Occupational therapists address physical, mental, emotional and developmental needs for clients of all ages. Moreover, occupational therapy jobs are available in a variety of areas including schools, hospitals, long-term care facilities, outpatient service providers, home health, early intervention and academia.
Doctoral degrees are becoming increasingly necessary in order to meet the complex demands of healthcare. Occupational therapists will need to pursue doctoral education in order to compete and exert leadership in the educational and healthcare services arenas.
According to the U.S. Bureau of Labor Statistics*, the median pay for an occupational therapist in 2018 was $84,270 per year or $40.51 per hour. Employment of occupational therapists is projected to grow 24 percent from 2016 to 2026, much faster than the average for all occupations.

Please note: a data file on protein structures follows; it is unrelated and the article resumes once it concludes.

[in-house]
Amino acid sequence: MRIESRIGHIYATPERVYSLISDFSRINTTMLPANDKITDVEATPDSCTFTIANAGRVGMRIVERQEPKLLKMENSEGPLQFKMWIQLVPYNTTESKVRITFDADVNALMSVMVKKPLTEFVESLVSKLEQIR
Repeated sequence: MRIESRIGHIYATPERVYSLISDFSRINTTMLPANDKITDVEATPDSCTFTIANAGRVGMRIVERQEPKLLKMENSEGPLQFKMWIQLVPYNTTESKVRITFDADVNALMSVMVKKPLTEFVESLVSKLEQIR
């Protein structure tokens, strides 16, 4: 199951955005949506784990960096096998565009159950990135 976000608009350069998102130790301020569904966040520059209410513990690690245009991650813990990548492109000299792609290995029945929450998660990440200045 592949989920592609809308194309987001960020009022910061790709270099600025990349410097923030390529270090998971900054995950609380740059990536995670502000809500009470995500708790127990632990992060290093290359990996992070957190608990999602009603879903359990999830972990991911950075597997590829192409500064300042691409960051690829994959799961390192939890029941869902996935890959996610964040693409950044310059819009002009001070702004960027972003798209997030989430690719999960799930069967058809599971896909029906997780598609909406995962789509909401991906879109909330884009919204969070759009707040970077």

Occupational therapists with doctoral degrees can take a leadership role, effecting policies and strategies that help people with a variety of challenges including but not limited to:
- Alzheimer’s disease
- Cerebral palsy
- Parkinson’s disease
*Bureau of Labor Statistics, U.S. Department of Labor, Occupational Outlook Handbook, Occupational Therapists, on the Internet at https://www.bls.gov/ooh/healthcare/occupational-therapists.htm